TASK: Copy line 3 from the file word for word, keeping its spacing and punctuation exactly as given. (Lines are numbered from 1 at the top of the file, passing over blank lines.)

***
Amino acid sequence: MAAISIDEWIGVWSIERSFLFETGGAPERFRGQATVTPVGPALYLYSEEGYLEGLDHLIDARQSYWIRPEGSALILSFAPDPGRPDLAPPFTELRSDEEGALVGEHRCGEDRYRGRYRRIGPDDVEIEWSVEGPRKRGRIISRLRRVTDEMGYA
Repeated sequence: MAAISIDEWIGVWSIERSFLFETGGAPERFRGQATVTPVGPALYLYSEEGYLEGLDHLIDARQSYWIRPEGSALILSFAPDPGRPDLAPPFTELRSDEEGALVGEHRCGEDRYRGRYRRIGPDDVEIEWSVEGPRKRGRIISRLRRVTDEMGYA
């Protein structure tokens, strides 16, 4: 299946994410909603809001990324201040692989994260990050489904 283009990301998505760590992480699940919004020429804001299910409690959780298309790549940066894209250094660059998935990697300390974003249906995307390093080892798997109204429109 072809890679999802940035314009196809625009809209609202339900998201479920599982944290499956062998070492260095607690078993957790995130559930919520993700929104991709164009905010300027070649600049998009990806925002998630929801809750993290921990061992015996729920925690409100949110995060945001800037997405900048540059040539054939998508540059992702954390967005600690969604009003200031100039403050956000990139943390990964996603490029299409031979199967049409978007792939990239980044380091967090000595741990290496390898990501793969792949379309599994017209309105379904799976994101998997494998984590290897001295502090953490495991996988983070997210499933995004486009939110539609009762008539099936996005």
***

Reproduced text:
């Protein structure tokens, strides 16, 4: 299946994410909603809001990324201040692989994260990050489904 283009990301998505760590992480699940919004020429804001299910409690959780298309790549940066894209250094660059998935990697300390974003249906995307390093080892798997109204429109 072809890679999802940035314009196809625009809209609202339900998201479920599982944290499956062998070492260095607690078993957790995130559930919520993700929104991709164009905010300027070649600049998009990806925002998630929801809750993290921990061992015996729920925690409100949110995060945001800037997405900048540059040539054939998508540059992702954390967005600690969604009003200031100039403050956000990139943390990964996603490029299409031979199967049409978007792939990239980044380091967090000595741990290496390898990501793969792949379309599994017209309105379904799976994101998997494998984590290897001295502090953490495991996988983070997210499933995004486009939110539609009762008539099936996005």